The Hamptons refers specifically to the towns of Southampton and East Hampton on the east end of Long Island, New York. These townships occupy the South Fork of Long Island. According to the Census Bureau, the Hamptons have a land area of 552.14 km² (213.18 sq mi). Officially they also have 1,212.99 km² (463.34 sq mi) of water area. Their total population as of the 2000 census was 74,431 inhabitants. By far their most populous community is Hampton Bays. The next most populous are Springs, North Sea, and East Quogue.
The Hamptons form a popular seaside resort, one of the historical Summer Colonies of the American Northeast. The Montauk Branch of the Long Island Railroad, Montauk Highway, and the Hampton Jitney provide connections to the rest of Long Island and to the City, while ferries connect North Haven and Montauk to Shelter Island and Connecticut. The strictest definition of "The Hamptons" refers to the South Fork of Long Island east of the Shinnecock Canal.
The town of East Hampton includes the following hamlets and villages:
In the strictest sense, the Hamptons refers to the South Fork hamlets and villages east of the Shinnecock Canal. These areas constitute the core vacation area of this end of Long Island. It includes Southampton Village, Water Mill, Bridgehampton, Sag Harbor, Sagaponack, Wainscott, East Hampton Village and Amagansett. Often included in the listing are Shelter Island, North Sea, Noyac, Springs and Northwest Woods. Only Southampton Village, East Hampton Village, Sag Harbor and Sagaponack are incorporated as villages. All the other areas rely on the townships (East Hampton Town and Southampton Town) for government services.
Southampton Village and East Hampton Village are traditionally considered the most prestigious of all the towns of the South Fork. Each town is noted, however, for its unique character and amenities.
|Village/Hamlet||Township||Population (2000 Census)||Total Area||Land Area||Reputation|
|Southampton||Southampton Town||3,965||6.8 sq miles||6.3 sq. miles||Sophisticated; oldest "resort town" in the Hamptons; part of the New York-Palm Beach circuit; summer home to Old Money, captains of industry; commercial center of the Hamptons|
|Water Mill||Southampton Town||1,724||12.5 sq. miles||11.0 sq. miles||Quiet hamlet, "all horse farms and summer homes"; home to the Water Mill Center, several galleries and future home of the Parrish Art Museum|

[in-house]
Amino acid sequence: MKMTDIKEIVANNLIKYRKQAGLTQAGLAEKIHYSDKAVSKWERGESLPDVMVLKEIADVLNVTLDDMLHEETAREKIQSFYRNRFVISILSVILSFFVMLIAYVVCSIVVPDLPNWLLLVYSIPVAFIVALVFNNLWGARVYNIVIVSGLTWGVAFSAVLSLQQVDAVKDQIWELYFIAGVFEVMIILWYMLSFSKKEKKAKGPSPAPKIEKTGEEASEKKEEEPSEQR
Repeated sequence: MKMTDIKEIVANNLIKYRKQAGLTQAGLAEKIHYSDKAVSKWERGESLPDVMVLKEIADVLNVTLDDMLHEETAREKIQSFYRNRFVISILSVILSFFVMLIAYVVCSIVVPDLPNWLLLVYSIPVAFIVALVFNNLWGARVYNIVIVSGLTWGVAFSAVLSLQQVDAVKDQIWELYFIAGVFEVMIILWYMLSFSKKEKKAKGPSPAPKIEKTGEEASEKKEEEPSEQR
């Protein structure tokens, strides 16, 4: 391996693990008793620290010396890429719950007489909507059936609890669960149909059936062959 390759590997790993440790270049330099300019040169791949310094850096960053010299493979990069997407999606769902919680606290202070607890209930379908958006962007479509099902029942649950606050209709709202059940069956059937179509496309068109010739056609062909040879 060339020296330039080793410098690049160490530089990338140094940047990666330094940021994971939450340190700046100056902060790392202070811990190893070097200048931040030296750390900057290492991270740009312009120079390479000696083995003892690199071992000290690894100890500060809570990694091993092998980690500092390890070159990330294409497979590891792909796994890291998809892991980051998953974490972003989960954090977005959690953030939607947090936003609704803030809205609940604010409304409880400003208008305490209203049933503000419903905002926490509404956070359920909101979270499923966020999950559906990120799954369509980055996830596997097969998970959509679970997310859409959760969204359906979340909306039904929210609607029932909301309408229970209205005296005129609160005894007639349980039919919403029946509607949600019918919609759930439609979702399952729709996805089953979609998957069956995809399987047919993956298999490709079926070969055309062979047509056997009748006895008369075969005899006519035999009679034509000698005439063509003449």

|Bridgehampton||Southampton Town||1,381||11.2 sq. miles||9.3 sq. miles||Youngish, modern; horsey; third in prestige among the towns; host to elite events such as the Mercedes-Benz Polo Challenge and Hamptons Classic (horse show)|
|Sagaponack||Southampton Town||582||8.0 sq. miles||6.2 sq. miles||Endless views, open skies; home to the largest house in the Hamptons|
|Sag Harbor||60% Southampton; 40% East Hampton Town||2,313||2.5 sq. miles||1.7 sq. miles||Artistic, diverse, more "New Englandy" than other towns of the Hamptons; historical community of affluent African Americans|
|Wainscott||East Hampton Town||628||7.3 sq. miles||6.2 sq. miles||Quiet hamlet; home to the exclusive Georgica Association|
|East Hampton||East Hampton Town||1,334||4.9 sq. miles||4.8 sq. miles||Tony; summer home to celebrities and the media; once voted as "the most beautiful village in America"|
|Amagansett||East Hampton Town||1,067||8.0 sq. miles||6.2 sq. miles||Open skies, beachy feel; famed for its double dunes|
The Summer Colony's residents include a high portion of affluent New York City residents, as well as a number of affluent people from other nearby states, executives and increasingly, foreigners from Europe and South America. Sag Harbor has historically been a summer retreat for affluent African Americans.
Villages and the hamlets of the Summer Colony are distinguished by their significant population increases during the summers, a large number of retail shops and restaurants and extensive arts community. Residential real estate prices in the Hamptons rank among the highest in the nation. In particular, Water Mill and Bridgehampton were cited by Forbes magazine as being the 14th and 15th most expensive zip codes in the nation respectively (and the third and fourth most expensive zip codes in New York State) based on median 2009 sales price. Overall, Southampton Village and East Hampton Village have the largest pool of luxury real estate, in their respective "estate areas."
Other amenities in the area include prominent golf courses including Sebonack golf club (rumored to be the most expensive golf club in the country), the Shinnecock Hills Golf Club, National Golf Links in Southampton and the Maidstone Club in East Hampton. Exclusive private clubs provide additional recreational resources to the very affluent in the area. These clubs include The Bathing Corporation of Southampton, the Southampton Bath and Tennis Club and the Meadow Club in Southampton Village, and the Maidstone Club in East Hampton Village.